In Part 1 of this series, I examined what it feels like to need your partner’s approval in order to feel okay about yourself. Here, I’ll address some of the many complicated conditions that lead to this dynamic and some guidance for outgrowing this draining and disempowering relational paradigm. As I stated in the previous post, while “codependent” is not a clinical diagnosis or recognized personality disorder, it remains a widely-used term for someone who’s self-sacrificing, a caregiver who gives at the expense of her own well-being, and who enables her partner’s addictive or self-destructive behavior.
For women particularly, early cultural conditioning plays a part in this dynamic. From the time we’re very young, we start being trained in how to be a “good girl”—to be pleasing. As such, we’re taught to be sweet, nice, generous, accommodating, and selfless. While these are all lovely qualities and certainly aspects of ourselves we want to develop, the message many girls receive is that these traits should be the whole of them, while other qualities that might not be so pleasing or caretaking are not acceptable or desirable. Simultaneously, we’re praised and valued for our ability to be selfless and take care of other people, and we should be valued for that. Still, often we’re also judged and negatively labeled for aspects of ourselves that are not so pleasing and selfless.
Over time, taking good care of other people’s needs, which we do because we want to, but also because it’s how we’ve learned to feel valuable, to be accepted and loved, can become an unhealthy and exhausting pursuit. Sometimes it becomes the only way we know how to feel worthy; we become a caretaker, a “giver”; it’s just who we are, and so we often end up in relationships with “takers.” We stop relating to ourselves as someone whose needs also matter, and feel empty when it comes to our own experience, here solely to provide for others.
Feelings of codependency can also stem from being raised in an enmeshed family or with a caregiver with poorly defined boundaries. In an enmeshed family, unhealthy relationship patterns abound, and there’s a lack of independence among family members. The family operates as one unit rather than independent parts, with each member’s well-being depending on the well-being of the others. A parent may feel the child’s feelings too intensely without a sense of healthy separateness. They are overly connected, involved, and identified with the child’s experience. As a result, love and attachment for that child become an experience of a merger, overly involved and without boundaries, rather than two separate people with their own needs knowing and loving each other. That child then grows up to be an adult dependent on her partner to feel secure inside herself.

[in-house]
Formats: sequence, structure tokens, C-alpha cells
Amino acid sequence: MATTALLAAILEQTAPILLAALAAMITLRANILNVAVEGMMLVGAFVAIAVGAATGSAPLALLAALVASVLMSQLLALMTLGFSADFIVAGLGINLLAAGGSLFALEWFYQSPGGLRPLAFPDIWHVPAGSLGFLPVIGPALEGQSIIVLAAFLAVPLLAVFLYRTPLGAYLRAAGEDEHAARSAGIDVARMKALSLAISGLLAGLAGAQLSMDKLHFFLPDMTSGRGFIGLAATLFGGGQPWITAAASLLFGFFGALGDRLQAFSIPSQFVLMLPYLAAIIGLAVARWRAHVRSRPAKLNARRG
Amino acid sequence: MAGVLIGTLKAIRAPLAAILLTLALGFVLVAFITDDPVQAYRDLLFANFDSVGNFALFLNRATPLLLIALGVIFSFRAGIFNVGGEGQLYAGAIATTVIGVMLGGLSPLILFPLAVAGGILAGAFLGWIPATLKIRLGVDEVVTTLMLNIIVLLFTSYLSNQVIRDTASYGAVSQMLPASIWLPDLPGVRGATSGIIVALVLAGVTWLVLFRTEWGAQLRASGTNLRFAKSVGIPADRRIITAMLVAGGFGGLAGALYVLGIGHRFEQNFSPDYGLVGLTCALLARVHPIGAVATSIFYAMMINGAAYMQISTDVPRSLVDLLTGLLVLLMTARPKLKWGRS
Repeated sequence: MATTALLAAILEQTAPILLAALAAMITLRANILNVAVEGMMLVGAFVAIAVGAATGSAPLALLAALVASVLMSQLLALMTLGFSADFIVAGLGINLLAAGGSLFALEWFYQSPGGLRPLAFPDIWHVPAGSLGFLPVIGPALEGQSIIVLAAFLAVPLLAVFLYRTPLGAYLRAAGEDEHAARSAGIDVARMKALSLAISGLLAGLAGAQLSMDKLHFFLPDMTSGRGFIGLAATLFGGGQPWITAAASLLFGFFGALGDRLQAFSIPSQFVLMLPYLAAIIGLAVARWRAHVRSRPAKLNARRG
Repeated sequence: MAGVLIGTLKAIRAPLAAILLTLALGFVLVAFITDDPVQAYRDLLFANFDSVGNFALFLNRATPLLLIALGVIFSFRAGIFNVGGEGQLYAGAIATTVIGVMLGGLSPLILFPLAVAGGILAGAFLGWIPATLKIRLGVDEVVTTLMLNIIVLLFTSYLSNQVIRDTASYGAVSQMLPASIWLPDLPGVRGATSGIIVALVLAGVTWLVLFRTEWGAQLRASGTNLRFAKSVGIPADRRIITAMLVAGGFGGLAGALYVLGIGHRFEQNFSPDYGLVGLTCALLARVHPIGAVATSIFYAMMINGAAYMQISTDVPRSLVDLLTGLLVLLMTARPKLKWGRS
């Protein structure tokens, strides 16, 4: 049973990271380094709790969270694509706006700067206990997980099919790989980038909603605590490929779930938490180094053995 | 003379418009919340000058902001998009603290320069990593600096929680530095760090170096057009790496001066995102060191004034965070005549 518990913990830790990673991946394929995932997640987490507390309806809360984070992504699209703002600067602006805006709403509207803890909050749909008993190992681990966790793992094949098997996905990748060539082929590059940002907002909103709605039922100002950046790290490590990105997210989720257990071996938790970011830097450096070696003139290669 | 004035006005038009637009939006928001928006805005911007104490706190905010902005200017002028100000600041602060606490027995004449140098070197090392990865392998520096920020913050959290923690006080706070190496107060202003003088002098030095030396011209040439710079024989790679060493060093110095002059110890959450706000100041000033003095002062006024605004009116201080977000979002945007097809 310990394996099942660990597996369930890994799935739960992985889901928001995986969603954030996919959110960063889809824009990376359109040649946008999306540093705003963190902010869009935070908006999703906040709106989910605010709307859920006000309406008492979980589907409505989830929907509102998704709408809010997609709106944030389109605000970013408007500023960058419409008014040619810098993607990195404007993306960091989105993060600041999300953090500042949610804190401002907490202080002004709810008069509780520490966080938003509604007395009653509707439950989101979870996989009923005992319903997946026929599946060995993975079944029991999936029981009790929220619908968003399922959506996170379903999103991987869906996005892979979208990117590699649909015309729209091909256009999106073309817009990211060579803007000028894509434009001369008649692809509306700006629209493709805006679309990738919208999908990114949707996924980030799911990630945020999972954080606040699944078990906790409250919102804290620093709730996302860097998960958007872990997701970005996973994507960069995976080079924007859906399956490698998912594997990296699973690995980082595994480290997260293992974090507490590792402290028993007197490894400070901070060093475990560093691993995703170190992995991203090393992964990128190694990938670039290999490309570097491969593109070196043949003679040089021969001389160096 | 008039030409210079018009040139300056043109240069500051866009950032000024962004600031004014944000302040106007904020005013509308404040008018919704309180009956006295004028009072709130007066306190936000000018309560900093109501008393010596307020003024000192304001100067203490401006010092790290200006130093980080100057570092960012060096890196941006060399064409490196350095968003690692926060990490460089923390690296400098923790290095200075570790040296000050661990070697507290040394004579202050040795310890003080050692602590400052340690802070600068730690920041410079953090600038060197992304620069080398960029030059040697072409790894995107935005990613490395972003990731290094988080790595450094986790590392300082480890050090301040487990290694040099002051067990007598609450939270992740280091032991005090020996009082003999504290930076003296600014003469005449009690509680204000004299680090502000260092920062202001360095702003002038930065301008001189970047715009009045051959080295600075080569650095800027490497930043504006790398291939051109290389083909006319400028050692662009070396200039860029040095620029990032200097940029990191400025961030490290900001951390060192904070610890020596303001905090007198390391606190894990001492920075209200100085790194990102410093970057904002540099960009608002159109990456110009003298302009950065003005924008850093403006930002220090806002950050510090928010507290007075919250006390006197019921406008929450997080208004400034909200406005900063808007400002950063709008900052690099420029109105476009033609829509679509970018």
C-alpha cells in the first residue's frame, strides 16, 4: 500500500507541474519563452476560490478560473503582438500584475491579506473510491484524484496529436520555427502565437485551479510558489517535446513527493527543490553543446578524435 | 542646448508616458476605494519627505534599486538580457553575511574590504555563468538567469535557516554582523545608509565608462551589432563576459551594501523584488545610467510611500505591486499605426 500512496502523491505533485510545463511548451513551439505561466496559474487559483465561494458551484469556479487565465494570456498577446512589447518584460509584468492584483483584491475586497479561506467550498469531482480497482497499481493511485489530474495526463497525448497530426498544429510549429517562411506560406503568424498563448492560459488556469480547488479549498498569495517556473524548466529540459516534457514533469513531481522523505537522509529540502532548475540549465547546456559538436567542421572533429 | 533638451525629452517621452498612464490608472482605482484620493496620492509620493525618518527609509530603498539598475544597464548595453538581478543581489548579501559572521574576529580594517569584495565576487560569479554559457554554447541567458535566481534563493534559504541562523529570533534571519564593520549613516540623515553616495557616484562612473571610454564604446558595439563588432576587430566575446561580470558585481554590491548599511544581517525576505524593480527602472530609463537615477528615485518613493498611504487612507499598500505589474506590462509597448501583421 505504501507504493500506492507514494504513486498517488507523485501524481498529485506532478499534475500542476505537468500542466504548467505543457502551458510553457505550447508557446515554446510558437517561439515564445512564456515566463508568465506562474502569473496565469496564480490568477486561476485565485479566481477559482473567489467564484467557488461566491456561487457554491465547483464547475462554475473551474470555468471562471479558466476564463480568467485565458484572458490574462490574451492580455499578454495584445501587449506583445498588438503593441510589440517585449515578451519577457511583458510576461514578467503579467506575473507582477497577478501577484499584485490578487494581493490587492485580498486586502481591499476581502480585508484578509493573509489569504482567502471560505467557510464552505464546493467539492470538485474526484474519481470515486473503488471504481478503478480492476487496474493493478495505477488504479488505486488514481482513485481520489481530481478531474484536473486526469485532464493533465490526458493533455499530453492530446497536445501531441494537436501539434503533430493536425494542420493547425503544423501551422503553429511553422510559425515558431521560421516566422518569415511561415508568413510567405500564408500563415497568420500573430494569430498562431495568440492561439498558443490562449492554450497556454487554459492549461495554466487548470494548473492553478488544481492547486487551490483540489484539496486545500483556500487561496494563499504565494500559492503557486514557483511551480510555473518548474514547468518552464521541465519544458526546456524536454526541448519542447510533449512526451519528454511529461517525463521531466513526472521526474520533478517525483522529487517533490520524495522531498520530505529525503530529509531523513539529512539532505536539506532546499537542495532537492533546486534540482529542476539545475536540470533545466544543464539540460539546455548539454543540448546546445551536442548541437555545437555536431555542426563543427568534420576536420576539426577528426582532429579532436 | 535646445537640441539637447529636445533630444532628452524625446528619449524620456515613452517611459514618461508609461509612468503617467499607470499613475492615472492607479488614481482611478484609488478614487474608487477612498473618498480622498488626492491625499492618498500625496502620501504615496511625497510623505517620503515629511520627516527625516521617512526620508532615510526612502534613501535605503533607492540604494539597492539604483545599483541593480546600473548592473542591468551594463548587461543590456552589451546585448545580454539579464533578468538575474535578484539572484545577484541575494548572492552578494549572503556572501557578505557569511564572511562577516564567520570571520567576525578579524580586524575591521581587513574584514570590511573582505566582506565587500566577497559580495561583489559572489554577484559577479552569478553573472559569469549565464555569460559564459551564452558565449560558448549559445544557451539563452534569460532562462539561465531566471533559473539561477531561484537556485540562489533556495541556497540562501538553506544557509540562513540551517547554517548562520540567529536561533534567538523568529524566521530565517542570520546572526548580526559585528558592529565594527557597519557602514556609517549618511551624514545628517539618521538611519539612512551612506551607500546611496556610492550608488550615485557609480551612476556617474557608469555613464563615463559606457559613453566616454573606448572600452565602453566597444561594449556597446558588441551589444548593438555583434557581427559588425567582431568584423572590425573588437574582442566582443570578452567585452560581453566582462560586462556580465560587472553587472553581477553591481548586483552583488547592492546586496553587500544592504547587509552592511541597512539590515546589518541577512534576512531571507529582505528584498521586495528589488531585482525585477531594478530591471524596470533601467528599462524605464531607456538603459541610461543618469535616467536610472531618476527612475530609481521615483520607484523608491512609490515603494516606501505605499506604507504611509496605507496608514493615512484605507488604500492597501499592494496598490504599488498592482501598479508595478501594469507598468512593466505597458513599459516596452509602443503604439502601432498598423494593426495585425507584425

Similarly, these feelings can arise from growing up in a family in which love and acceptance felt highly conditional or unstable. When only parts of us are welcome and lovable while other parts are rejected and unlovable, we learn to shape ourselves and become whomever our parents can love, which may not be who we really are (or only partially). The message was clear: If we wanted to be loved, we had to figure out what others needed and how to offer that. In this environment, we develop a sense of self-esteem that’s fragile and unreliable, and overly reliant on other people’s perceptions and experiences of us.
So then, how do we break free from this deeply conditioned and rooted paradigm of taking care of others at the expense of ourselves, making ourselves uncomfortable so that others can be comfortable? How do we evolve from this training to rely on others’ approval for our well-being and worthiness? How can we shift the core belief that we can’t be okay if our partner isn’t okay and heal the existential fear and anxiety that arises when the relationship is bumpy? What’s the path to feeling grounded and well, even when our relationship contains conflict?
Recovery begins, like all paths to change, with awareness, which leads to action. Part 3 soon to come…